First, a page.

3. It's just not the right time. And I hate to use the same tired canard of an excuse Bush has been using, but we are at war. Right now this Congress and this president should be focused on getting this war wrapped up and Iraq stablized. Our paramount focus right now should be on cleaning up Iraq and getting out of there as fast as we possibly can. Impeachment would be a distraction from that. We will have plenty of time for recriminations after the war is over.

Let me offer you an alternative. On January 20, 2009, there will be someone in office who will have the power to undo every single secrecy decree Bush or Cheney used to effectively hide everything they've done. What if, on that day, the president announced he (or she) would immediately declassify everything related to Iraq? What if we could read all those e-mails, all those documents, and see what exactly happened? Were they duped by faulty intellegence? Did they play it up? What laws did they break in the name of political expedience?

That's what I want. Give the evidence to the American people. Let us try and judge them. Let us convict them in a public court. And let us determine what to do with them. Maybe the public will get so angry that we will see real trials. At the very least, though, the damage will be catastrophic to whatever tattered remains of a legacy Dubya and Cheney leave with in 2009. And all it would take would be Obama or Hillary or Edwards or even Giuliani to make a single proclamation, and the Furies shall be loosed.

I understand the anger. Hell, I lived with Republicans during the Clinton years; I know how their anger eventually ruled them until they broke. I just don't think hot anger is the right answer. The only thing that will make these guys understand is the cold calculus of vengance, not the heat of a public spectacle. Let them try to justify themselves in the face of their own words, held not by government classifiers or media blathermouths.

I know it's not the blood and justice people want right now, but sometimes it's better to wait. And I know a lot of you guys think I'm nuts for thinking this, but I just don't think now is the right time, not when they're expecting it.

I appreciate what you have to say, tkchrist, and I agree with you on many of your points. But the problem with justice is, well, I'll let Mr. Cockburn handle it.
Can you tell me how much bleeding
It takes to fill a word with meaning?
And how much, how much death
It takes to give a slogan breath?
And how much, how much, how much flame
Gives light to a name
For the hollow darkness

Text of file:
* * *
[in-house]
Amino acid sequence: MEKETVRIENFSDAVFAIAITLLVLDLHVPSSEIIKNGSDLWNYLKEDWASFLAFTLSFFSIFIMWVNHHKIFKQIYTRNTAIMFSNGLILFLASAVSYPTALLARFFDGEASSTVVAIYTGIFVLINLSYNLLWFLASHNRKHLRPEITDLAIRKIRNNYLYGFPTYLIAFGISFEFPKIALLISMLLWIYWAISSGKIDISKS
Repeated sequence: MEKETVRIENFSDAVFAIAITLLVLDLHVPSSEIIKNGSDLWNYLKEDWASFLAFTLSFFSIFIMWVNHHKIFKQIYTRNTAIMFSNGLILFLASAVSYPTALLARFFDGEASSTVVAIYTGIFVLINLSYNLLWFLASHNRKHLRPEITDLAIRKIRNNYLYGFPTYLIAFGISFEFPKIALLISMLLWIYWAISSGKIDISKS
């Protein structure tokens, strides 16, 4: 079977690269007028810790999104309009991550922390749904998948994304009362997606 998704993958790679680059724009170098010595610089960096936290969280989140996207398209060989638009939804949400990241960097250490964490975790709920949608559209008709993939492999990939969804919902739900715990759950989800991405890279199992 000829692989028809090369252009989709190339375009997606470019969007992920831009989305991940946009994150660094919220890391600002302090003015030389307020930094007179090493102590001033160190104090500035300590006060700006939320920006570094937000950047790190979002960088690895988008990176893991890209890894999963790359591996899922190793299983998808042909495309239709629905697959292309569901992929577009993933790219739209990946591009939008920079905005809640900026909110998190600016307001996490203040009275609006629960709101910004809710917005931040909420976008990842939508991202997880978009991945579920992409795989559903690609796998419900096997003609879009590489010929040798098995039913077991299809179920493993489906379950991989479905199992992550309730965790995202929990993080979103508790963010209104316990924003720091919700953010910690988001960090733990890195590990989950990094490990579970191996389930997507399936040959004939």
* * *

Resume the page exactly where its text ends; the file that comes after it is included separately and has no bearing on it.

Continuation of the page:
In which nations dress?

Everybody
Loves to see
Justice done
On somebody else
posted by dw at 7:26 PM on February 24, 2007 [1 favorite]


Sayings of the Phuquetard Buddha (Also known as the Guantanamo Buddha.)
posted by homunculus at 12:43 AM on March 1, 2007


The GOP paid dearly in 1998 for their bloodlust.

Did they? I don't see that. I agree that impeachment is always more political theater than justice at work, but when I hear the saw that the republicans somehow met retribution as a result of the Clinton impeachment, I just don't see it. It may have been a temporary setback for them in the opinion polls that year, but I think it carried George W Bush to (legal) victory in 2000.

If the impeachment had never happened, I think Gore would have run with Clinton in close support, and he would have beaten Bush by 15 points in an electoral landslide.

As it was, what came out of the impeachment hearings and the Starr report was used by the GOP to beat us all about the head and face with things like restoring dignity and integrity to the oval office, and all that moral values bullshit that split the moderate vote.

I realize that this thread is as fresh as last week's bread, but I think the GOP was helped immensely by its 6 year witchhunt that (er) climaxed into the impeachment trial. Not that any of us desires a repeat in the other direction now, but it's at least worth a careful examination of recent history.
posted by psmealey at 4:20 AM on March 1, 2007


Anyone who thinks secret documents will be around for a Dem President to release to the public, come 2009, has a screw loose or something. Bushco is not the sort of operation to leave incriminating evidence laying around. This administration is full of experienced criminals from the Nixon, Reagon and Bush I administrations. They've learned from prior mistakes, I'm quite certain.

As for the "political correctness" of impeachment: If the public became aware of what has been going on, they'd be behind it. As a group, we are better informed than the majority. A fact which I find surprising, counting myself in that number. (I hate politics). I'm not intimately aware of the American mindset these past 9 years, having been living abroad. But I have been made aware of the general failings of the 'main-stream media'.

Whether the awareness of the public can be corrected or not, I wouldn't know. But clearly, that is the root cause of America's woes. Not the politicians, but the lack of appropriate knowledge to guide informed voting.

We can't impeach the voters, but we sure as hell can go after the corrupt poltiicians. Can we go after the corrupt, corporate-owned media?
posted by Goofyy at 6:38 AM on March 1, 2007


Guilty on 4 of 5 counts.

Will the jailbird sing?
posted by ericb at 9:19 AM on March 6, 2007


I just want to apologize to the original poster. While not outwardly superstitious, I was worried that there was a chance Libby would get off.
posted by drezdn at 10:45 AM on March 6, 2007